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CPT_D

US Brig Syren by CPT_D - Model Shipways - 1/64 scale (first build)

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So I bought this kit a year and a half ago and due to several reasons, I never got around to starting it.  Now my work situation and living situation are much more conducive to building a wooden ship model.  In my research to pick my first ship I bought 3 kits the Syren, the Marseille (C. Mamoli 1/64 kit), and the HMS Victory cross section.  I got the other kits because 1, I like them and 2 I got a killer deal on both from eBay.  I decided to start with the Syren for a couple of reasons.  First, is the fact that the Syren came with the step by step manual. Second, is because there are so many Syrens being built and completed which will be invaluable for me.

 

So lets get started.

 

First off I start with a question... lol

 

I noticed that several others have mentioned that the bulkhead former was warped, so that was the first thing I checked.  I found that my BF was warped a little (about 1/16" corner to corner) and bowed in the middle about 1/64".  With finding this I Clamped it to the bedway on my lathe.  Is this what I need to do or do I need to something else?  

 

Even with this small setback I still tried to do something, so I sanded the the bulkheads to fit the BF, I made them tight, but not so tight that I would be concerned  about breaking anything.  I also skipped ahead and glued the 25' longboat and will probably start sanding on it tomorrow.  I know that the longboat is going to be difficult and very detailed but I think I can do it.  The one question I had was related to the stain.  The guide book says to stain the wooden parts prior to gluing them; what color stain do I need to use and what can I get it?

 

IMG_2183_zpsinfglchl.jpg

 

IMG_2184_zpstzw7c1w3.jpg

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Excellent choice of model ! And welcome to the Syren fleet  :).

 

I would not worry too much about the little warp. You should be able to easily correct this with filler blocks. Where the longboat is concerned, I have not built it myself yet, but the wood stain mostly used for the Syren is Golden Oak (MinWax) which you can get for example at Lowes or HomeDepot. Of course what stain you want to use on your model is really up to you  ;)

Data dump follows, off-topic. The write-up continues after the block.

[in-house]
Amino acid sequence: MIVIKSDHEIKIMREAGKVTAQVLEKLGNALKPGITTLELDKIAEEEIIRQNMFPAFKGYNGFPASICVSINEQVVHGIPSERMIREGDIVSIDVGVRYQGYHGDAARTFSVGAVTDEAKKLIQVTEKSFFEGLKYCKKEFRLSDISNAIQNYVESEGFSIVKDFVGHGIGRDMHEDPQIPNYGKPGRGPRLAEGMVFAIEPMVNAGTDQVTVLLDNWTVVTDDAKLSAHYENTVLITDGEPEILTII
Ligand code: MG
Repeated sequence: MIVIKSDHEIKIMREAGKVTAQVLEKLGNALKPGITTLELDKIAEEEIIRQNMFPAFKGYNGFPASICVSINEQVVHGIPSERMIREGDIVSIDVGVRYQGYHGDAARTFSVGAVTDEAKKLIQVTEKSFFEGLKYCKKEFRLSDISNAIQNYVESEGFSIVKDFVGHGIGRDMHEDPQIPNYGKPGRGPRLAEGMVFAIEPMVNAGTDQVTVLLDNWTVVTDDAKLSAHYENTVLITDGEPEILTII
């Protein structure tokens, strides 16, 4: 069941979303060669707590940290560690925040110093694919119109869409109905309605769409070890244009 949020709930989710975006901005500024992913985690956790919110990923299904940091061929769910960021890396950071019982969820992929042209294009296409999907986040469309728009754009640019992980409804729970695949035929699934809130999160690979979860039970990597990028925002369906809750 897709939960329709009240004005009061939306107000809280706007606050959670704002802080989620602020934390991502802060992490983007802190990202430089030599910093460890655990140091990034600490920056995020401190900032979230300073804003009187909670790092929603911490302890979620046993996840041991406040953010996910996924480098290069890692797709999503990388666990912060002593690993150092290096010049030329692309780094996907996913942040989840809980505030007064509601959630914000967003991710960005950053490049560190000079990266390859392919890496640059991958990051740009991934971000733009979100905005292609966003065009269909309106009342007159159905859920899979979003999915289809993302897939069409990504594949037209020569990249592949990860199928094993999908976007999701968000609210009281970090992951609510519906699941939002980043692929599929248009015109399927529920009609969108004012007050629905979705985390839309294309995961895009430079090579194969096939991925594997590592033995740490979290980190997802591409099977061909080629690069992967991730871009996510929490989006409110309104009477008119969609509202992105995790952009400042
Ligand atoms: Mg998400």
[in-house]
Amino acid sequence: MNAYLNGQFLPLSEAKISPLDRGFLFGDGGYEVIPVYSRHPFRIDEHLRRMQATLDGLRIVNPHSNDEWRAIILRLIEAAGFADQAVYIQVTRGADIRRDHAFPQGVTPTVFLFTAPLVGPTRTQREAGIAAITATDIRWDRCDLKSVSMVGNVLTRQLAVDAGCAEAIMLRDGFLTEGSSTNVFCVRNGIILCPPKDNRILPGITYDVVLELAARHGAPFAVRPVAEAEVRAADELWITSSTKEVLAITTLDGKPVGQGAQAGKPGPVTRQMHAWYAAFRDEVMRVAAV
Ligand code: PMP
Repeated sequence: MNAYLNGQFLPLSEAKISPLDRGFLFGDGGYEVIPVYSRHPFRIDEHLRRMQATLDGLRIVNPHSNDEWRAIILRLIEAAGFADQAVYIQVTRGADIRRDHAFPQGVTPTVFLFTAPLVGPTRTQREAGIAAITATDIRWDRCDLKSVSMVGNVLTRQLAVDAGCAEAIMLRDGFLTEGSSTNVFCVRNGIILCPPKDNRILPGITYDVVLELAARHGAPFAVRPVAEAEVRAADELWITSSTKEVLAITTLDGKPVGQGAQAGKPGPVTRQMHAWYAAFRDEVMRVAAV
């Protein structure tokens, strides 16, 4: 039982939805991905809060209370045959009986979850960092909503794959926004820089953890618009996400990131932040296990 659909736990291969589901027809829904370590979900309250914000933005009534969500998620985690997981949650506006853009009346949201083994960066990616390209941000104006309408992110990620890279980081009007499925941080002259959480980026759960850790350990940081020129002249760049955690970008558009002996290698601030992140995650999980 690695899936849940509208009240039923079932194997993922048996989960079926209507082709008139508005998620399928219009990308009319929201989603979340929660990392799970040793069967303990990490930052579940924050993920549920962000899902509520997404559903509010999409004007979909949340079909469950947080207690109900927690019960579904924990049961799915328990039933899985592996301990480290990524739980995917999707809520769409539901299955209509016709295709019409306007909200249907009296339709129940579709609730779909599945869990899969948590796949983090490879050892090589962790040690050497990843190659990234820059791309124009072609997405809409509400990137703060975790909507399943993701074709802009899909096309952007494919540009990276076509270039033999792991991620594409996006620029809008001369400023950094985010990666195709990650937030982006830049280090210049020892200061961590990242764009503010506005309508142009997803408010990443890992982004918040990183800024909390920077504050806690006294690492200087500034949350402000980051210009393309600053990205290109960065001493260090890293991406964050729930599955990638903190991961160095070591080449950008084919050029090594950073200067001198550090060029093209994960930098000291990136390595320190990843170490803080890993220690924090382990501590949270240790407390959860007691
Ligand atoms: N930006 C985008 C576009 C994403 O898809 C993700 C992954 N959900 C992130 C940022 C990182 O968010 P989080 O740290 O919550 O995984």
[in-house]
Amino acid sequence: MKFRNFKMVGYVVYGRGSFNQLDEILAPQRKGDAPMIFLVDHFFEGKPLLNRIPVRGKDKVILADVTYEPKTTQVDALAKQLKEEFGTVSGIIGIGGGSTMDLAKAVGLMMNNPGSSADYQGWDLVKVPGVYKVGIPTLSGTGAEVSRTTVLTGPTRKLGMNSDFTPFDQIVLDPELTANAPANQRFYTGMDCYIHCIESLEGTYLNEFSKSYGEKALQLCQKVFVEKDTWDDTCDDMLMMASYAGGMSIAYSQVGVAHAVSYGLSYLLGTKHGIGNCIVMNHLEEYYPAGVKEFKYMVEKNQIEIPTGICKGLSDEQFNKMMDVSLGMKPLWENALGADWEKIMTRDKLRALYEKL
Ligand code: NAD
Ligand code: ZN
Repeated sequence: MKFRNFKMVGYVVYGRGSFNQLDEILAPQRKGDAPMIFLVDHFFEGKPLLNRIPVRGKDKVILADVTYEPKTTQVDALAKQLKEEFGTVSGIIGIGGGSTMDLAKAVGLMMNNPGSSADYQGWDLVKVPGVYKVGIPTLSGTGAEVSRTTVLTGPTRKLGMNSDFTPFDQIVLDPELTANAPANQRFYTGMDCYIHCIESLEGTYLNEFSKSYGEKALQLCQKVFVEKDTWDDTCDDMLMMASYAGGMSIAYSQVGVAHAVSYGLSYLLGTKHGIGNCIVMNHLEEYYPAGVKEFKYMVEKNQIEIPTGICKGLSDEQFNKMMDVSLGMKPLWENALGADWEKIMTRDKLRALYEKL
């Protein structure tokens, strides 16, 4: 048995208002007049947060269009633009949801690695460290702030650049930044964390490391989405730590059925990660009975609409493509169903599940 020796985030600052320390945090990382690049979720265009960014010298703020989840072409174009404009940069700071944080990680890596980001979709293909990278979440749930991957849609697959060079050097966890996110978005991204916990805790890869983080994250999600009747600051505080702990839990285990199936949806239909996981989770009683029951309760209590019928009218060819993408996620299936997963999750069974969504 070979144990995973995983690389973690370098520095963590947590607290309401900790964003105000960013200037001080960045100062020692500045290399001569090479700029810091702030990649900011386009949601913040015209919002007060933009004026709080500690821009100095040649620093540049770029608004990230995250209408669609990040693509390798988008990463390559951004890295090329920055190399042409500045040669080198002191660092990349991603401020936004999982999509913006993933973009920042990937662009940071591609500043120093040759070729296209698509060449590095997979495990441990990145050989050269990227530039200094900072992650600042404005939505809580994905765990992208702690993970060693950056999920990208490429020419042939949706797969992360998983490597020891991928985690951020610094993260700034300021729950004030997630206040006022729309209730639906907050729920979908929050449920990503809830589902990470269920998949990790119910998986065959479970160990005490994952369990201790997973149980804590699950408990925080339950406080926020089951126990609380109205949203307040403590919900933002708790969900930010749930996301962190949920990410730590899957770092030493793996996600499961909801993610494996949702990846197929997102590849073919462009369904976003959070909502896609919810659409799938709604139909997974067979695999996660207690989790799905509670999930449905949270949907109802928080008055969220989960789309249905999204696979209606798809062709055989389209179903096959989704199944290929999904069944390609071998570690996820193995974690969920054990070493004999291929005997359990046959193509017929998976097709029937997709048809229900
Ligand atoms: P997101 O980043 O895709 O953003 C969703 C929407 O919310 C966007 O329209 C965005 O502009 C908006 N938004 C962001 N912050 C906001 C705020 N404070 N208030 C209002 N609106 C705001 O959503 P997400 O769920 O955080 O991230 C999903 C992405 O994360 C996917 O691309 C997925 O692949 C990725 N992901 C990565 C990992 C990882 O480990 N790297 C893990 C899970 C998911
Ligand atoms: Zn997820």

Thomas

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Hello cpt_d and welcome to the Syren build club. Hope you enjoy this kit as much as I do. Thomas you just beat me to it and like Thomas said, I wouldn't worry too much about the slight warp in the BF, it should straighten out if you add the filler pieces between the bulkheads as shown in the instructions.  I also made up the keel clamp shown in the instructions which also helps keep it straight.  For the stain I used the minwax golden oak mixed with minwax natural at a 60 (natural) to 40 (golden oak) mix but that's more a personal preference.  Good luck.

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You've just joined a great club with Syren.  And you've already gotten the answers you need.

 

Have a great voyage!!

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Thank you all, I really appreciate the kind words.  I am really excited to get thing under way.  As far as the warpage is concerned, I didn't really get a good picture of the actual problem.  The picture below shows the warpage (if you want to call it that).  If I hold down the opposite lower corner the opposite upper corner lifts.  Please let me know if this is going to be a problem, or should I just keep plugging along.

 

Thanks for the Minwax idea, I actually already have some in my wood shop, so that saved me a trip to the big box store.

 

IMG_2197_zpsqcadjpiv.jpg

 

IMG_2198_zpsdb0h0jy0.jpg

 

Just for kicks

 

IMG_2199_zps87csyvtj.jpg

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On a side note, I need to either build or buy some sort of table to build my ship on, right now I'm using my table saw, any suggestions?

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So after so stressing and lots of checking I decided that the slight (very slight) bend was negligible so I got started tonight.  I think the reason I was so nervous was because I don't want to make a mistake right out of the gate.  In the end I realized that I know wood working and I can have a little faith in myself.

 

The biggest part of tonight involved making a "table" to build my ship on.  My shop is small so I came up with the idea of using my lathe.  I cut some wood to fight tightly in the slot on the bed of my lathe, then I added a couple of handles that turn to lock the whole thing in place.  The great thing about this setup is the versatility it allows me.  I can easily remove the table when I need to use the lathe, then I added an holder for my manual (not shown).

 

As far as the kit.  I put my rabbet strip on, so tomorrow I will start on the bulkheads.  I will need to get some wood for the filler blocks, so a trip to Hobby Lobby is in order.

 

IMG_2200_zpsrw1o6ptc.jpg

Edited by CPT_D

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CPT_D, I've read in a few posts on MSW that the small boats should have the bottom parts left off while you shape the inner sides . Makes for easier sanding of those sides. Love the ship. Best of luck, GI.